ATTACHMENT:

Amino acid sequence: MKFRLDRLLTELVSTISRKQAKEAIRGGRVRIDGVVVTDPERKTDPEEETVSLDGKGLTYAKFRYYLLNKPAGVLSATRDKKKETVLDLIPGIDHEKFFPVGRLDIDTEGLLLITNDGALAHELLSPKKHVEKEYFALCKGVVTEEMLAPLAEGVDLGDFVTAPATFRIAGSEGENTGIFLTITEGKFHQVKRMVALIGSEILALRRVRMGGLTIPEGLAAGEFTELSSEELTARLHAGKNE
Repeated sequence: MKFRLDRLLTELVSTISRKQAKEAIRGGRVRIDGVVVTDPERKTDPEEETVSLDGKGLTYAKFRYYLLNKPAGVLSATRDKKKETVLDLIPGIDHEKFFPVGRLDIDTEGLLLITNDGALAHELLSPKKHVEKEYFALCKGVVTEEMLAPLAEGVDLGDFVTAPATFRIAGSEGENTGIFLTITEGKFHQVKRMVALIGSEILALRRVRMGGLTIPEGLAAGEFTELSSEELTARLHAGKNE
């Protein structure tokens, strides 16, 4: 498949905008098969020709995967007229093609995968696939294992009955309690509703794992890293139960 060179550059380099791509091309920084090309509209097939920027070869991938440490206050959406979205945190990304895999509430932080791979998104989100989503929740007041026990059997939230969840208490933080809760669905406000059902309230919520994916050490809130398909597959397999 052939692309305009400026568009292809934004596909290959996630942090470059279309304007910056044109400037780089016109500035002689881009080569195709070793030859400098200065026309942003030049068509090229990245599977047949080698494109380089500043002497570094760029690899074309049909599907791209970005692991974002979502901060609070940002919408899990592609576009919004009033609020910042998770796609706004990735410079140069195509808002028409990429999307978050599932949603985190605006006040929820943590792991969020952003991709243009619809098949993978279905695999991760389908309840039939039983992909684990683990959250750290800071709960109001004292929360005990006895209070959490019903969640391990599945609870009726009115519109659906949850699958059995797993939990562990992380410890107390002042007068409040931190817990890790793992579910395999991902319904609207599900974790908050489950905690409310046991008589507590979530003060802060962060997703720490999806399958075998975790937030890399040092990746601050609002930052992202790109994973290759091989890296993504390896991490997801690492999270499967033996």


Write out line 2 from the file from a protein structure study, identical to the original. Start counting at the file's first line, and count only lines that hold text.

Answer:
Repeated sequence: MKFRLDRLLTELVSTISRKQAKEAIRGGRVRIDGVVVTDPERKTDPEEETVSLDGKGLTYAKFRYYLLNKPAGVLSATRDKKKETVLDLIPGIDHEKFFPVGRLDIDTEGLLLITNDGALAHELLSPKKHVEKEYFALCKGVVTEEMLAPLAEGVDLGDFVTAPATFRIAGSEGENTGIFLTITEGKFHQVKRMVALIGSEILALRRVRMGGLTIPEGLAAGEFTELSSEELTARLHAGKNE